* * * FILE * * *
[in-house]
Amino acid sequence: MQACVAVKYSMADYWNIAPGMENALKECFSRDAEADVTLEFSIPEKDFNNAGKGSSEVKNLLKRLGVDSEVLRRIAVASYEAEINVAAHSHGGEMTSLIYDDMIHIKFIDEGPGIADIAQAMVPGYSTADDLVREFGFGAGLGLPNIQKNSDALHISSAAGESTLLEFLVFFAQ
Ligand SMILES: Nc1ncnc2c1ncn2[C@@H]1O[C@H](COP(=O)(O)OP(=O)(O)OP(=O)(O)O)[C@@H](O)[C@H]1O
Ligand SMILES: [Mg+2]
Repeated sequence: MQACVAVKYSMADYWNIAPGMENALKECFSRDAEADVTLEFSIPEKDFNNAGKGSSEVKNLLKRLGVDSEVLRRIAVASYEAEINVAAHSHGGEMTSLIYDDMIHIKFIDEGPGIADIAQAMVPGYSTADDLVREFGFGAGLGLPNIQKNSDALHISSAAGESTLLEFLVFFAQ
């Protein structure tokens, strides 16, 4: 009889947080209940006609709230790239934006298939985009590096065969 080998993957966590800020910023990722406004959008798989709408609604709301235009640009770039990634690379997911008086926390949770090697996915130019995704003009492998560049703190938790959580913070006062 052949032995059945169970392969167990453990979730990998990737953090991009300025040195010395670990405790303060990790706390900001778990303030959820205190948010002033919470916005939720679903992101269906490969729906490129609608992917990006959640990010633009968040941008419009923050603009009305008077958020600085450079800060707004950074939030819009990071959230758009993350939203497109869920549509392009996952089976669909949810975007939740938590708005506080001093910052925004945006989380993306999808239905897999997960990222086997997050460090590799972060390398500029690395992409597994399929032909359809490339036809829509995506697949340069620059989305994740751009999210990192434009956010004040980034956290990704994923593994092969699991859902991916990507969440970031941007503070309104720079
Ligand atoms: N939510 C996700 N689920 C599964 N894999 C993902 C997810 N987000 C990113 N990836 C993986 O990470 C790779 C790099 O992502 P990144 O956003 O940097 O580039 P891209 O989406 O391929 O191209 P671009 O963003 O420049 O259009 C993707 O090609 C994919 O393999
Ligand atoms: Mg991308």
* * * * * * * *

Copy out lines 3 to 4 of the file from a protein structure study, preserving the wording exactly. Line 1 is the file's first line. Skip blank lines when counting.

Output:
Ligand SMILES: Nc1ncnc2c1ncn2[C@@H]1O[C@H](COP(=O)(O)OP(=O)(O)OP(=O)(O)O)[C@@H](O)[C@H]1O
Ligand SMILES: [Mg+2]